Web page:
By Vivian Shipe
KNOXVILLE, TN — They never stopped. Every Thursday for the last three years with the exception of holidays, three women have faithfully meet via zoom from 5pm to 6 pm with faith leaders and subject matter experts from across the country.
Being the leaders of three prominent organizations doesn’t deter them. They use a tag team method when their leadership duties calls them away ensuring one of them is always at the helm of one of the most lifesaving information meetings held in the country.
From the moment they stepped to the front lines as the founders of the Faith Leaders Initiative, Cynthia Finch, Gwen McKenzie, and Keira Wyatt have been fearless and unrelenting in their quest to educate and vaccinate thousands in the marginalized communities of Knoxville and surrounding counties against the ravages of COVID-19.
That quest began in May of 2020 with meetings to inform the churches of the dangers of opening their doors too soon. Over time the initiative grew. Soon there were partnerships developed with organizations donating thermometers and filtering systems to the churches and schools. Subject matter experts were recruited and brought on the zoom meetings resulting in the latest information, covid numbers and resources being provided on a weekly basis.
Mayors, senators, doctors from around the country, even representatives from the CDC joined the calls. As time marched on, the numbers on the calls began to swell with weekly attendance sometimes topping over one hundred. The women were always looking out for the community; always looking for innovative ways to help save the most vulnerable.
There was “Cynthia’s List”. A black notebook always in the pocket of Finch with the names of elders and other immune compromised people who called the CONNECT Ministries office, and Vice Mayor McKenzie and Cynthia’s personal cell phones; desperately looking for help to get the vaccine. Cynthia Finch made sure they got that shot.
When the news across the county spoke of the disparities in the vaccine distribution to Black communities and the elderly, the women moved with a quickness. On a bitter cold snowy day, Finch, McKenzie, and Wyatt stood on the steps of the Jacob’s Building at Chilhowee Park declaring “We will NOT be left behind!” Standing behind them on that infamous day were representatives from many Black organizations from across the city, all determined to make that statement a reality. That declaration was followed by the first of hundreds of popup vaccine clinics across the city and county.
Vaccine first came into the inner city through the black churches when the trio first began working with Dr. Keith Gray, Executive Vice President and Chief Medical Officer of UT Regional Medical Center who provided vaccine and the nurses to distribute the shots. Following his example, other pharmacies, hospitals, and health agencies began to work with the Initiative providing, vaccine and nurses. The numbers of shots in arms grew, and lives were being saved.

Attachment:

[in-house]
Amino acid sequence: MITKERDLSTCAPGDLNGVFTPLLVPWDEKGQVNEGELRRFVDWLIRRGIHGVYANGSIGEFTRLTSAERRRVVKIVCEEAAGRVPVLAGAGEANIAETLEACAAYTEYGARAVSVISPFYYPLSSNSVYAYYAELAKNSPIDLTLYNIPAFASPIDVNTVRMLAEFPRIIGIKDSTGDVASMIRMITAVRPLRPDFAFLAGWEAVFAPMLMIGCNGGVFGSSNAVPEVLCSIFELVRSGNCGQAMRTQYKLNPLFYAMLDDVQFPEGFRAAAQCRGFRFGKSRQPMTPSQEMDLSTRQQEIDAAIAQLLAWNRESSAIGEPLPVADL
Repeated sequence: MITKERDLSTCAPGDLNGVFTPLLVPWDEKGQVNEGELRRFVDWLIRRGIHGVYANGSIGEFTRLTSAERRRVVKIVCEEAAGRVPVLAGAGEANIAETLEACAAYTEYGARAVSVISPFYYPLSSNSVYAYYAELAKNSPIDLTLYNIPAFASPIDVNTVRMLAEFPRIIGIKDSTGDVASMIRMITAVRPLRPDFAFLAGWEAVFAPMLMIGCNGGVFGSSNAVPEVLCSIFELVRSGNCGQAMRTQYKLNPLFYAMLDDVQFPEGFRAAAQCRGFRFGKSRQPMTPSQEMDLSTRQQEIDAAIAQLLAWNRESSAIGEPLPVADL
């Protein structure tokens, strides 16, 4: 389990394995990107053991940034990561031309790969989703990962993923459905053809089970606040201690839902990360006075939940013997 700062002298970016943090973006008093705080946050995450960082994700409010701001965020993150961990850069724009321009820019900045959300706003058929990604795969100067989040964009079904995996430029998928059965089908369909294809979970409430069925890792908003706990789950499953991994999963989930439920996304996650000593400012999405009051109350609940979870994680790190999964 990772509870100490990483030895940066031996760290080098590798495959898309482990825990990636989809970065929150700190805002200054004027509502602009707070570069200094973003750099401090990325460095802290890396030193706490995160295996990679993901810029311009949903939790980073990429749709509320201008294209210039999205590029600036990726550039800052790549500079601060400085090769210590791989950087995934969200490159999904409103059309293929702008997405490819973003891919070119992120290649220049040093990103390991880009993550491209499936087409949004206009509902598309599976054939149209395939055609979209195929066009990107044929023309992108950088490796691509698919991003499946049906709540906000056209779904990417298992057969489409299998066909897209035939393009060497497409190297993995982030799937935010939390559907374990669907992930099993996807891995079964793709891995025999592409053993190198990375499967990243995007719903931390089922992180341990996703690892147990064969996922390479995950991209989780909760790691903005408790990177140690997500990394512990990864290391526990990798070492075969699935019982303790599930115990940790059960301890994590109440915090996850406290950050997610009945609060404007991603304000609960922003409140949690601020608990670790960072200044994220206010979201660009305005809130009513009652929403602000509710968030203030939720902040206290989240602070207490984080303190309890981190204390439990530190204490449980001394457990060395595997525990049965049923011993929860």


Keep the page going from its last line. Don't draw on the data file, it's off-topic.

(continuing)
Then came survival kits as the women rented out buildings and brought in tractor trailer loads of sanitizing supplies and sent out a call to the citizens of Knoxville, “ Come, get all you need.” Come they did.
As the pandemic intensified, the women created drive thru clinics with nurses lined up on both sides of the cars that lined the streets; so many cars they sometimes backed onto the highway. You didn’t have to get out your car. They even devised ways to get groceries for the attendees, just pop your trunk and boom, you got food too.
The founders do not work from afar. Oh no, they are true soldiers in the field. Over the years you would find them working alongside the hundreds of volunteers that have stepped up to work with the Initiative. Finch in her white coat, zipping around making things happen, Wyatt, a mighty prayer warrior, praying and constantly on the lookout for resources to give away which she lovingly packs and loads alongside her army of volunteers, and McKenzie, born to serve, raised in a family of trailblazers who serve others, directing traffic into events, clipboards in her hands registering people for their vaccines.
High Heels in the trunk, boots on the ground. That’s how they roll.
For three years, this work, along with the weekly zoom meetings has continued. Now on the horizon looms another battle and the founders are preparing once again to stand shoulder to shoulder as the federal mandate of COVID-19 as a public health emergency will expire at the end of the day on May 11th, once again bringing unknown changes to a community already at a disadvantage.
Ending the mandate means there will be changes in cost and availability of COVID vaccine and testing. Funding will end for many services, and other areas of health care will be affected. It is these and other areas of concern that will affect the vulnerable that the Faith Leaders Initiative wants to get ahead of.
In order to reach the masses and prepare them for the changes ahead; they have planned a Mega Clinic to be held once again at the Jacob’s Building on April 19th from 10am to 7 pm. Other partners and organizations have joined in the effort to spread as much information and resources into the community as possible.
During the clinic there will be vaccines available and resource information tables about the coming changes.
Changes that will continue to be revealed on the weekly zoom meetings held by a bold and courageous trio.
Ironically, the day the pandemic mandate expires on May 11th is a Thursday.
Finch, McKenzie, and Wyatt will be on the zoom at 5 pm EST. Just as they have been every Thursday since May of 2020.